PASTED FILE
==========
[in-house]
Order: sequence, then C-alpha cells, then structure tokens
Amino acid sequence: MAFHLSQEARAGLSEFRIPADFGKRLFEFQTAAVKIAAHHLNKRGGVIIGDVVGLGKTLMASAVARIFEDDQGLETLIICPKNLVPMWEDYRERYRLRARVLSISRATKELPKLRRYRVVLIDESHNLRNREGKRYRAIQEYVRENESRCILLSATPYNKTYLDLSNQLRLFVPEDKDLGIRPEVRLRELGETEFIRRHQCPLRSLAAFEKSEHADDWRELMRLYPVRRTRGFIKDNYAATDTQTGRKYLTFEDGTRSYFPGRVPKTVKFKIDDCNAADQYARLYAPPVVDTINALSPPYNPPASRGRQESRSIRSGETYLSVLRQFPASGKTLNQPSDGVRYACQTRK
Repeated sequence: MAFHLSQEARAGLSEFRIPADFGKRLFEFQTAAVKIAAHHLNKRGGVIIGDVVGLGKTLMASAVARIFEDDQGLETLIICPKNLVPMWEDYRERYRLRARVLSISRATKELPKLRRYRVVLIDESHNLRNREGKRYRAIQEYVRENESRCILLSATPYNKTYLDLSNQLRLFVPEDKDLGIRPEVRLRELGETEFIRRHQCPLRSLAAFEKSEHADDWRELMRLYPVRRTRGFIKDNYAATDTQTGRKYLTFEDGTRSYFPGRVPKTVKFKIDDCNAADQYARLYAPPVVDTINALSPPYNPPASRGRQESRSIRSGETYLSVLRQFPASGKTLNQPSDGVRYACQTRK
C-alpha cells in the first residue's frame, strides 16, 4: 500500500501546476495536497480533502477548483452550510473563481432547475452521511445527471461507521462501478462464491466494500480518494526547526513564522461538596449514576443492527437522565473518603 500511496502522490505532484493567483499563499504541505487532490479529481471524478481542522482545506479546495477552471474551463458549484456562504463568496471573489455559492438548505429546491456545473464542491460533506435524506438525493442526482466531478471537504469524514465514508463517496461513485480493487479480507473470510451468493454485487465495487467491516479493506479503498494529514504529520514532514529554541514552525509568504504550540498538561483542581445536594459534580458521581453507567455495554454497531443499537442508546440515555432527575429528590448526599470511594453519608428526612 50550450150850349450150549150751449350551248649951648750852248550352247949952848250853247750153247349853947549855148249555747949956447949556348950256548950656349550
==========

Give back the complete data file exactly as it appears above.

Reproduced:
[in-house]
Order: sequence, then C-alpha cells, then structure tokens
Amino acid sequence: MAFHLSQEARAGLSEFRIPADFGKRLFEFQTAAVKIAAHHLNKRGGVIIGDVVGLGKTLMASAVARIFEDDQGLETLIICPKNLVPMWEDYRERYRLRARVLSISRATKELPKLRRYRVVLIDESHNLRNREGKRYRAIQEYVRENESRCILLSATPYNKTYLDLSNQLRLFVPEDKDLGIRPEVRLRELGETEFIRRHQCPLRSLAAFEKSEHADDWRELMRLYPVRRTRGFIKDNYAATDTQTGRKYLTFEDGTRSYFPGRVPKTVKFKIDDCNAADQYARLYAPPVVDTINALSPPYNPPASRGRQESRSIRSGETYLSVLRQFPASGKTLNQPSDGVRYACQTRK
Repeated sequence: MAFHLSQEARAGLSEFRIPADFGKRLFEFQTAAVKIAAHHLNKRGGVIIGDVVGLGKTLMASAVARIFEDDQGLETLIICPKNLVPMWEDYRERYRLRARVLSISRATKELPKLRRYRVVLIDESHNLRNREGKRYRAIQEYVRENESRCILLSATPYNKTYLDLSNQLRLFVPEDKDLGIRPEVRLRELGETEFIRRHQCPLRSLAAFEKSEHADDWRELMRLYPVRRTRGFIKDNYAATDTQTGRKYLTFEDGTRSYFPGRVPKTVKFKIDDCNAADQYARLYAPPVVDTINALSPPYNPPASRGRQESRSIRSGETYLSVLRQFPASGKTLNQPSDGVRYACQTRK
C-alpha cells in the first residue's frame, strides 16, 4: 500500500501546476495536497480533502477548483452550510473563481432547475452521511445527471461507521462501478462464491466494500480518494526547526513564522461538596449514576443492527437522565473518603 500511496502522490505532484493567483499563499504541505487532490479529481471524478481542522482545506479546495477552471474551463458549484456562504463568496471573489455559492438548505429546491456545473464542491460533506435524506438525493442526482466531478471537504469524514465514508463517496461513485480493487479480507473470510451468493454485487465495487467491516479493506479503498494529514504529520514532514529554541514552525509568504504550540498538561483542581445536594459534580458521581453507567455495554454497531443499537442508546440515555432527575429528590448526599470511594453519608428526612 50550450150850349450150549150751449350551248649951648750852248550352247949952848250853247750153247349853947549855148249555747949956447949556348950256548950656349550